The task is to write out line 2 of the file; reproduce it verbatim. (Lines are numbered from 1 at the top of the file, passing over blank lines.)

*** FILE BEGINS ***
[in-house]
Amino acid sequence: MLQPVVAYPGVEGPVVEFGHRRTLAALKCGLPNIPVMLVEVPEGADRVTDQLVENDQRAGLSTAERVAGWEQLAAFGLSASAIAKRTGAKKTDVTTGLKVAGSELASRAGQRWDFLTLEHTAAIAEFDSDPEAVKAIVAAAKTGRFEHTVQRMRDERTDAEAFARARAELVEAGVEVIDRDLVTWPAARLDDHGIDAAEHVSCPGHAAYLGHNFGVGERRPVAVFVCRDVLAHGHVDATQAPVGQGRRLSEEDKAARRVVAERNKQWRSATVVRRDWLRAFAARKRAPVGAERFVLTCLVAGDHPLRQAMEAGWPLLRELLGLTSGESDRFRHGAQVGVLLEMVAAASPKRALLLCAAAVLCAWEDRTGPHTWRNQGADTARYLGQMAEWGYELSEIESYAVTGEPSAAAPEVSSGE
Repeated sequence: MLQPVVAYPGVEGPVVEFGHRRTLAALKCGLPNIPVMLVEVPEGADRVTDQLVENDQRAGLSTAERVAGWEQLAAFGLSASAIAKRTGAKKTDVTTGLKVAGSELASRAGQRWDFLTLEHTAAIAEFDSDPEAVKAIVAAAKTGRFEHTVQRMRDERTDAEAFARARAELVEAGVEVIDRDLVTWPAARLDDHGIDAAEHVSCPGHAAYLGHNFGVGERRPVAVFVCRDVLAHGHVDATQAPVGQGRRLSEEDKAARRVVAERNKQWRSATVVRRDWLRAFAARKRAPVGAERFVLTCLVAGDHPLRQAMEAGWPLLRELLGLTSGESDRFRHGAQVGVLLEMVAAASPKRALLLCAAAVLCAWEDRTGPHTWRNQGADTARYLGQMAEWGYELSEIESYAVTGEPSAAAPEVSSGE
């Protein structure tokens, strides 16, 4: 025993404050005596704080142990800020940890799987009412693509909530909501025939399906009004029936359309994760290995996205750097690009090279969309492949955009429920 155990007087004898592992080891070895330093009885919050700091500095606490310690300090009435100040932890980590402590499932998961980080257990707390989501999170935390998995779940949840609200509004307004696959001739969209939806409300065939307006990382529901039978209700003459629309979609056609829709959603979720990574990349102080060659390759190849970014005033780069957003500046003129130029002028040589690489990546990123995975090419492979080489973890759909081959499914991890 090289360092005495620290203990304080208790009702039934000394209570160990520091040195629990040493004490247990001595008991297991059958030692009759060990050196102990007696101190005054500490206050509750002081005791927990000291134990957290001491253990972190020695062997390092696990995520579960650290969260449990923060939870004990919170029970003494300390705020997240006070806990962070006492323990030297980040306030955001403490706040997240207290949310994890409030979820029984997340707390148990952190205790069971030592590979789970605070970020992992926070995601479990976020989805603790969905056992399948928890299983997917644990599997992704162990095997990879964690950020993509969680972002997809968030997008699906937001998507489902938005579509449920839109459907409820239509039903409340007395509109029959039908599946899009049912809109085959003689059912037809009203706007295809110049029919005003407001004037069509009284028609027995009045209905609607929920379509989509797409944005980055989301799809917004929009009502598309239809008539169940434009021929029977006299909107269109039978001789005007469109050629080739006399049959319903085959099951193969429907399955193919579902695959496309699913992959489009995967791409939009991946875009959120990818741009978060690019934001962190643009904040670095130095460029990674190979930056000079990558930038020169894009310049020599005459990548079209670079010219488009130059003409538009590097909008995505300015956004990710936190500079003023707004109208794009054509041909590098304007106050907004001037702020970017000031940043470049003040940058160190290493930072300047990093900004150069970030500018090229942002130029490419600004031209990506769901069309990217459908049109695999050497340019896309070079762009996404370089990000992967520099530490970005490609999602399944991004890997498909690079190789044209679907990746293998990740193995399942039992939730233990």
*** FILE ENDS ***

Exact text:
Amino acid sequence: MLQPVVAYPGVEGPVVEFGHRRTLAALKCGLPNIPVMLVEVPEGADRVTDQLVENDQRAGLSTAERVAGWEQLAAFGLSASAIAKRTGAKKTDVTTGLKVAGSELASRAGQRWDFLTLEHTAAIAEFDSDPEAVKAIVAAAKTGRFEHTVQRMRDERTDAEAFARARAELVEAGVEVIDRDLVTWPAARLDDHGIDAAEHVSCPGHAAYLGHNFGVGERRPVAVFVCRDVLAHGHVDATQAPVGQGRRLSEEDKAARRVVAERNKQWRSATVVRRDWLRAFAARKRAPVGAERFVLTCLVAGDHPLRQAMEAGWPLLRELLGLTSGESDRFRHGAQVGVLLEMVAAASPKRALLLCAAAVLCAWEDRTGPHTWRNQGADTARYLGQMAEWGYELSEIESYAVTGEPSAAAPEVSSGE